I'm used to Rune Grammofon releasing challenging and sometimes even downright frustrating music, but even I was unprepared for this debut release by Ole-Henrik Moe. Ciaccona / 3 Persephone Perceptions is a double disc release of music for solo violin, and it's extreme to say the least. Performed by Moe's wife Kari Rønnekleiv, the two pieces of music will likely be downright frightening to most listeners. Moe is no newcomer to challenging music and has been composing and improvising music for dance and theatre productions for some time now. He studied under Iannis Xenakis for some time, and has teamed up with Rune Grammofon artists like Deathprod, The White Birch, and Nils Økland.
"Ciaccona" was written as a connection to the aforementioned Xenakis' death, and rather than taking a peaceful route it's one of the most unsettling pieces of music that I've heard in recent memory. The fourteen-part piece is broken into numerous smaller sections that all focus in directly on the placement of the bow on the instrument and reveal microscopic textural details that more melodic work often leaves out. In addition, one can hear the breathing of Rønnekleiv, especially during passages that are particularly taxing (although some would argue that listening to any of the piece is certainly draining). While there are some changes in the piece in terms of pacing and dynamics, it's largely an endurance test of nearly forty-five minutes, both for the player and the listener.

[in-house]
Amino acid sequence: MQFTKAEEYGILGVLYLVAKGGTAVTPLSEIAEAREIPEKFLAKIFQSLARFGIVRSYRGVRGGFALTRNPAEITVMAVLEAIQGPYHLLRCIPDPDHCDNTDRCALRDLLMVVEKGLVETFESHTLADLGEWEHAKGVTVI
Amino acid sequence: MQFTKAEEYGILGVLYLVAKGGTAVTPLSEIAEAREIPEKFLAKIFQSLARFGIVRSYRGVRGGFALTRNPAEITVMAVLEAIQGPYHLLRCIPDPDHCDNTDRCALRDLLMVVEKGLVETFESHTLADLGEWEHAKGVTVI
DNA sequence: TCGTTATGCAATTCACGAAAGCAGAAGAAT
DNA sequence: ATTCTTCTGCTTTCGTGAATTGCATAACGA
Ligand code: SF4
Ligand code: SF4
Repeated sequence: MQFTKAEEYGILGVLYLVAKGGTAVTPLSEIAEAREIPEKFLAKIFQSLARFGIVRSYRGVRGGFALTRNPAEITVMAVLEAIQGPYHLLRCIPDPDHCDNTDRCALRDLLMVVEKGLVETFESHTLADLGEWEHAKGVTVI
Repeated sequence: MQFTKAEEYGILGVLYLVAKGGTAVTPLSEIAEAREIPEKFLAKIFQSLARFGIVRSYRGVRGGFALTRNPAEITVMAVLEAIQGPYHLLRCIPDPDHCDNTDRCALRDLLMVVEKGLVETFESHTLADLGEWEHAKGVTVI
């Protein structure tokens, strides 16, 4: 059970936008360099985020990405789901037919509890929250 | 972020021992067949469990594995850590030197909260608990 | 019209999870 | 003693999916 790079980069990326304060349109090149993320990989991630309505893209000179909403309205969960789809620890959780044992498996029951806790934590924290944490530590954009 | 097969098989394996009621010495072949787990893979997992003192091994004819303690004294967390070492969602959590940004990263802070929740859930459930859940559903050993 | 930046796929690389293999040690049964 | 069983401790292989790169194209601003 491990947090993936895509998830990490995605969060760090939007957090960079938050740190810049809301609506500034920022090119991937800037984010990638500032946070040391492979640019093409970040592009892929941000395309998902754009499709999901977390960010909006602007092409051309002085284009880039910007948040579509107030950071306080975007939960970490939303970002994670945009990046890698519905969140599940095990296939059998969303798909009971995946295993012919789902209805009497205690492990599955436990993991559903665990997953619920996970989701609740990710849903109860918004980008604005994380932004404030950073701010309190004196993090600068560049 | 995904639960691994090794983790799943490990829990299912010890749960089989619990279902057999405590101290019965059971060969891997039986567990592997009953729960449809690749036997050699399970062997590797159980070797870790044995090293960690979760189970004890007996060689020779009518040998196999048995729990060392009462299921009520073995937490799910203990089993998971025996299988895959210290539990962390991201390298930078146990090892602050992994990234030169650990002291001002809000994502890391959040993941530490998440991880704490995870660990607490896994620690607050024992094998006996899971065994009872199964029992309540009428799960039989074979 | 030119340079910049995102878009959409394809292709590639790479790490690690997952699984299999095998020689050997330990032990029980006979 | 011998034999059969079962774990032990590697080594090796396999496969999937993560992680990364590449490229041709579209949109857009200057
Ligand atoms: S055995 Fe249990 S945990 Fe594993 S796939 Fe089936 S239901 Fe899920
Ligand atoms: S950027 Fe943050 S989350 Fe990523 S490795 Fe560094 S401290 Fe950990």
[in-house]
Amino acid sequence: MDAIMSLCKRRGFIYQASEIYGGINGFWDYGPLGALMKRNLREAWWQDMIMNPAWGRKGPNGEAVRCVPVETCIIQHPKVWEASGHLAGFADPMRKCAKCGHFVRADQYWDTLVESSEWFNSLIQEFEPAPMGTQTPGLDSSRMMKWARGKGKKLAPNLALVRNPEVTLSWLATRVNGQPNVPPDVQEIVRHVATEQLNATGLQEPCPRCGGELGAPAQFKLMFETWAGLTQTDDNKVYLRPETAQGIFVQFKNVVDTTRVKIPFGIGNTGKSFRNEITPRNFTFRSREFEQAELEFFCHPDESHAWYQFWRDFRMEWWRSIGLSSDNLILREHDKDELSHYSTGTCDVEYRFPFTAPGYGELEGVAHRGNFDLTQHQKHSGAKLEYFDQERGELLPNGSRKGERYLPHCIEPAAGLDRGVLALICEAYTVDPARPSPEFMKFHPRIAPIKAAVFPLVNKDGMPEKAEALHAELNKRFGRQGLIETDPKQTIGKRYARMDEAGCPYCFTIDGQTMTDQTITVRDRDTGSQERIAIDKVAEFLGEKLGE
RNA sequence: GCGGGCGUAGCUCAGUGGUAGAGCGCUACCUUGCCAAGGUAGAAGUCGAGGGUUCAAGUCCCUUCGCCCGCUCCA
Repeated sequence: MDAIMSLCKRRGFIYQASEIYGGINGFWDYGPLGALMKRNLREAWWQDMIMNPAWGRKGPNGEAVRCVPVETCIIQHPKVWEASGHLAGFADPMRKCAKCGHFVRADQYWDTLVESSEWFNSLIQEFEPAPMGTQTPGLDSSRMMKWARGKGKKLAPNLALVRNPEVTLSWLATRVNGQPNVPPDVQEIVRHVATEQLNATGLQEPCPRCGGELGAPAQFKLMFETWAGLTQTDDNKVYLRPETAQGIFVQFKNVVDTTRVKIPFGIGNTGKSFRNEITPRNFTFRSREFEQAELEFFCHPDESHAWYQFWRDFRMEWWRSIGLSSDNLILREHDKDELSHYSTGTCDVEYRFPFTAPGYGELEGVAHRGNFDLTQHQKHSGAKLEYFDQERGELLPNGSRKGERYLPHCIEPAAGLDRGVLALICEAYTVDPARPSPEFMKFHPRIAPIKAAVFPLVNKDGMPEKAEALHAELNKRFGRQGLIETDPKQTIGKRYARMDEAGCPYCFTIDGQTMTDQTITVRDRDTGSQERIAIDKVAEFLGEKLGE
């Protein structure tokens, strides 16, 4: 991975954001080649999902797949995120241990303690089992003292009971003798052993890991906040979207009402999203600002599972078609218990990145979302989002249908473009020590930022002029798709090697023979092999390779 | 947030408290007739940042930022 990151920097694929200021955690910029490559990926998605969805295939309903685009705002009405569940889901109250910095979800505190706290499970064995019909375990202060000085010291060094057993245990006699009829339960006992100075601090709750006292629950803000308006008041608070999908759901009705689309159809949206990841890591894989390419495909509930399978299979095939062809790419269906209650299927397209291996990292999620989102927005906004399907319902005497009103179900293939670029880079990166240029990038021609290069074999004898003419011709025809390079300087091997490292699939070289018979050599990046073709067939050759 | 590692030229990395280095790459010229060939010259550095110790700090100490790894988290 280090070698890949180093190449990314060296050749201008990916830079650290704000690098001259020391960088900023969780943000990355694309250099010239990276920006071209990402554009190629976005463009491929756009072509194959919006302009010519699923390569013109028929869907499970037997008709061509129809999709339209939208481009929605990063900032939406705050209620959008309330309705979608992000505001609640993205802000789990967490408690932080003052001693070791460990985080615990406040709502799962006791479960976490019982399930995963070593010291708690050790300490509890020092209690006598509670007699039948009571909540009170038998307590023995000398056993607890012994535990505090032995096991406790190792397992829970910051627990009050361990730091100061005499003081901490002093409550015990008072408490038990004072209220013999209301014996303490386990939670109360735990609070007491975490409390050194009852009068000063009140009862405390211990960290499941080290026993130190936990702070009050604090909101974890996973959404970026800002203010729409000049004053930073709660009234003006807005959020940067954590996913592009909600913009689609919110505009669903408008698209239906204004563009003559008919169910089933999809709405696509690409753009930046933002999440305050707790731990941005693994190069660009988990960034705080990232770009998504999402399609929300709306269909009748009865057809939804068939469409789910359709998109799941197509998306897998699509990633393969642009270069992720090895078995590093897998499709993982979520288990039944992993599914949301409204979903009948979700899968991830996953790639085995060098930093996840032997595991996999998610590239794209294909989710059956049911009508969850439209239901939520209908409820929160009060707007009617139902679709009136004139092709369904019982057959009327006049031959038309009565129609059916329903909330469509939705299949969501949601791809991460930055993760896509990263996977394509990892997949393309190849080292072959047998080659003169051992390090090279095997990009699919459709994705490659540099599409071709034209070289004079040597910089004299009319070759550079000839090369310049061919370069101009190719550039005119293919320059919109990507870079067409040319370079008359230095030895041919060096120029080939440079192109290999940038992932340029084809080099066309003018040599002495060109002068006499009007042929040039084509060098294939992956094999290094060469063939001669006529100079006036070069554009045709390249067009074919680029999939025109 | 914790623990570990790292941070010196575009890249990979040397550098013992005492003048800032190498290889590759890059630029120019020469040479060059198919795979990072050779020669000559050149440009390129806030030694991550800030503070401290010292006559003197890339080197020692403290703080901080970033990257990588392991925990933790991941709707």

"3 Persephone Perceptions" is inspired by memories of Moe's childhood, and instead of going nostalgic, it's yet another uncompromising piece of music that takes place over 3 sections and almost forty minutes. While the piece progresses with an almost Morton Feldman-esque sense of space and decay, it's barely more forgiving, as long, almost inaudible parts give way to more screeching and scraping of the instrument. The middle section (which plays out for over twenty minutes) is particularly relentless, with Rønnekleiv sawing away nearly the entire time while varying the bow placement in subtle ways and adjusting volume from blistering to near-silence. Although I certainly commend Moe's exploration of magnification on the instrument and the micro-gradations of how it's played, I honestly can't imagine myself ever wanting to hear this piece of music again. This one is only for the brave, to say the least.